The Truth Vs. Alex Jones Review | Implausible Denial

by Andrew Parker

A stark portrait of callous opportunism and a tireless fight for accountability, Dan Reed’s The Truth Vs. Alex Jones looks to the trials of a controversial, outspoken “pundit” and uncovers a collective American mental illness and sickness in the process. At nearly a full two hours, The Truth Vs. Alex Jones is a long time to spend in such a dark, depressing, and depraved head space, but it’s also an important look at the spread of misinformation and baseless conspiracy theories, and the personalities that perpetrate them and profit from the discomfort and heartbreak of others. It’s a wrenching, infuriating, but necessary reflection of our times.

Filmed over the course of four years, Reed’s film looks at the pair of defamation lawsuits brought against Infowars host, producer, and creator Alex Jones on behalf of parents and relatives of the children killed in the Sandy Hook Elementary School mass shooting in Newtown, Connecticut on December 14, 2012. Almost as soon as it happened, Jones – a noted extreme right wing personality and supplement salesman – was decrying the shooting as a hoax; a “false flag” incident where no one died and everyone involved in conveying the news being hired “tragedy actors.” Such statements were blatantly dishonest and abusive towards those impacted by the deaths of 26 adults and children, but that never stopped Jones from doubling down on his stances and employing like minded “reporters” and “researchers” to help forward his agenda and boost his numbers and sales. Two lawsuits were filed – one on behalf of two families, filed in Jones’ native Texas, the other on behalf of dozens of families back in Connecticut – that sought to expose Jones to the world as a baseless hack. But when almost a quarter of Americans tend to believe Jones’ ill formed, bad faith theories, that could be easier said than done.

The word that best describes The Truth Vs. Alex Jones is brutal. Told from both sides of the trials – although, perhaps unsurprisingly, not from Jones directly, only via his lawyers and cronies – Reed (Finding Neverland, Four Hours at the Capitol) gets directly to the heart of the matter, and viewers will be shocked at what they discover, even if they think they know the full story. For their part, Jones’ supporters and co-workers (save for some former behind-the-scenes Infowars employees) are remorseless, always stopping just shy of saying that even if they are lying and making up facts, calling them out infringes on their First Amendment rights. They show no remorse for mobilizing hundreds of their viewers and followers to harass and belittle grieving families. They can’t move on in their pain and suffering because a mob has risen up to call all of them liars.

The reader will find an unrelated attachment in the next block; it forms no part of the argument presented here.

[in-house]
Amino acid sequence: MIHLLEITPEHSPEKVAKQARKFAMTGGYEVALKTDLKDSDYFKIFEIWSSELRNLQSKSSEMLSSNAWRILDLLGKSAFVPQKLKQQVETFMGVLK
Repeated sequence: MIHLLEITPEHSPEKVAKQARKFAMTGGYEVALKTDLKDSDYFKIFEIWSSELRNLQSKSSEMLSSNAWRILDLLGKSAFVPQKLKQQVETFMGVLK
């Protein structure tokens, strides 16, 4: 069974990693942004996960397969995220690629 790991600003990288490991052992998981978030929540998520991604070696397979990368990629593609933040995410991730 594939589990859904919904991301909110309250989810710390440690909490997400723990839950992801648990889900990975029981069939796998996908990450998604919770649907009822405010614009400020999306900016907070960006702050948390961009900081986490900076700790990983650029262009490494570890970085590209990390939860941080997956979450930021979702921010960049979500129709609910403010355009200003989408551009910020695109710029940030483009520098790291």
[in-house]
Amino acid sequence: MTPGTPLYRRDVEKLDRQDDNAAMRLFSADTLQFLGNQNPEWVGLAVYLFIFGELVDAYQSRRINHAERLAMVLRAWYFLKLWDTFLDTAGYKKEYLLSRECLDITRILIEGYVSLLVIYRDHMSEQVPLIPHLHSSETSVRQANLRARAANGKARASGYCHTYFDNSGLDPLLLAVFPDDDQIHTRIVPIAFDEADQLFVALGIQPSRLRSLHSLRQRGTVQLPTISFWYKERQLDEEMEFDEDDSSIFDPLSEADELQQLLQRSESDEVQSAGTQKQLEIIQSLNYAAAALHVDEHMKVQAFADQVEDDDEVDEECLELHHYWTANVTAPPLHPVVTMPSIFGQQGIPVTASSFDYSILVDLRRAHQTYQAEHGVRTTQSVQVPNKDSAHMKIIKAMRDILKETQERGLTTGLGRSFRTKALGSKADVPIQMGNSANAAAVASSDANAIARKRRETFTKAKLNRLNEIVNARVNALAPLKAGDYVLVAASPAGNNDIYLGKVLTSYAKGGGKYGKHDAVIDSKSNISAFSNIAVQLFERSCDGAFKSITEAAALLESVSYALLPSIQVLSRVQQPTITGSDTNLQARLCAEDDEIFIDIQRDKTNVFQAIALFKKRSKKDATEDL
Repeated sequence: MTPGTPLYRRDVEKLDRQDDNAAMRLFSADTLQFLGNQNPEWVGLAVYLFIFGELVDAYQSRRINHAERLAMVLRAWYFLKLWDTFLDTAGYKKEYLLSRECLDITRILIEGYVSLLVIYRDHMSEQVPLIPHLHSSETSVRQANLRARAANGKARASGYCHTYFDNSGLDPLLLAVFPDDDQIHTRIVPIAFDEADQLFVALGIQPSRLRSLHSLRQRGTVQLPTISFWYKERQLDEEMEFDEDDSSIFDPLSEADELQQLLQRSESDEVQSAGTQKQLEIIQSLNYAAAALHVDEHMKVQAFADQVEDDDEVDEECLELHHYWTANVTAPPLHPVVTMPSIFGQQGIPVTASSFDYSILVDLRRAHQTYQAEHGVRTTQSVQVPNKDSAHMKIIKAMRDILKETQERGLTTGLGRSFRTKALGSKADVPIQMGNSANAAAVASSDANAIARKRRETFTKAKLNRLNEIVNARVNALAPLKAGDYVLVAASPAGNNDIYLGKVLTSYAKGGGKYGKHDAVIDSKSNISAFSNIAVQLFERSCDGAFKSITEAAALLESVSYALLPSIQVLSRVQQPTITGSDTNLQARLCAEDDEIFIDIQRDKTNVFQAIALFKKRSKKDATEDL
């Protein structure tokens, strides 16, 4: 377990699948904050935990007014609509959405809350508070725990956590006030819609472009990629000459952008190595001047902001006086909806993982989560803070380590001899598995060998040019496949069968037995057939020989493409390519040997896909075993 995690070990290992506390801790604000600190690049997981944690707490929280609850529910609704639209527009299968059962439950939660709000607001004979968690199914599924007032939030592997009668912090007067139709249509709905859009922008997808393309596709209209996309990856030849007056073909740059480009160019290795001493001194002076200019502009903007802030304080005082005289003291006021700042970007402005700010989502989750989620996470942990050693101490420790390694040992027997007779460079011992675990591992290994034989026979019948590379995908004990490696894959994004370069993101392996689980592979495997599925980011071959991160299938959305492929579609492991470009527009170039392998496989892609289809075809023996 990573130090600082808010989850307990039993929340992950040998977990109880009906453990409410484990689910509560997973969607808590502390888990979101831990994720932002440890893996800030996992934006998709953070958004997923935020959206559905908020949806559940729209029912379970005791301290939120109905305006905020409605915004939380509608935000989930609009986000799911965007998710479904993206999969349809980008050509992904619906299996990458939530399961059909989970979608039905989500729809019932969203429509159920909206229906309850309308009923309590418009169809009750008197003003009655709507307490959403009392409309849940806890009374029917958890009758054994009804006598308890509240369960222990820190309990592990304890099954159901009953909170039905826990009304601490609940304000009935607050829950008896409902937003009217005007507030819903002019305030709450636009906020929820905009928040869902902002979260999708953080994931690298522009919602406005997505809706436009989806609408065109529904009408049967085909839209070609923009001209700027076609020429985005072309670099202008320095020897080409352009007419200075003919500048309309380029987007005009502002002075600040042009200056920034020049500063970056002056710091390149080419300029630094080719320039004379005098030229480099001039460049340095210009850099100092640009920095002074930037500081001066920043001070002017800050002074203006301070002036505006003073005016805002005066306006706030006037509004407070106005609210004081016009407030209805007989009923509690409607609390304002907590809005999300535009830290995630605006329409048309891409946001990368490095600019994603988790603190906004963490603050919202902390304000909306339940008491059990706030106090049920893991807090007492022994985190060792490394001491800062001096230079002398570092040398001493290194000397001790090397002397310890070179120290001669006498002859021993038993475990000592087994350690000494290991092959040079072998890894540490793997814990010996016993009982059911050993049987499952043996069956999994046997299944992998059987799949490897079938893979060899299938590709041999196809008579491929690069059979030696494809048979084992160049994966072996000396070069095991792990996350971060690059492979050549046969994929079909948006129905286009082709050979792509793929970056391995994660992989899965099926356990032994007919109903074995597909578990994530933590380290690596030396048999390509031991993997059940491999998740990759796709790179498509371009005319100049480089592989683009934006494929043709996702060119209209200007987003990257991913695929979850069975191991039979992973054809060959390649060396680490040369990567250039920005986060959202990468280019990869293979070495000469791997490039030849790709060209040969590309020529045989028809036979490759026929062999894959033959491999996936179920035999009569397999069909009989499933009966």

The Truth Vs. Alex Jones examines why it’s nearly impossible to argue with a fundamentalist of any kind, be it political, religious, social, or otherwise. Whenever they pose a question that’s easy to answer with verifiable facts, they will often dismiss these truths as fabrications or hoaxes designed to obscure a real truth that probably doesn’t exist and that could never be proven. These people take their beliefs as truths, leaning into them without ever questioning if they can be proven or if their actions are distasteful, in bad faith, and hurtful to others. They care about exposure, numbers, being heard, and selling those supplements that viewers can always buy from the URL always spotted in a prominent place on screen. Sure, they want their voices to be heard, but they also want to profit from them. It’s honestly the American way, so it’s easy to see the appeal. Such behaviour also speaks to a specific sort of person: those who have had it rough, think the whole world is against them, and they are too broken to actually delve into the truth behind what that might mean. It is a collective mental illness that plagues modern society, and people like Jones have found ways of monetizing it. They know all the buzzwords and they keep repeating them until they start hearing the sounds of chiming cash registers. He’s a host that not only exploits the traumas and struggles of others, but also his own audience.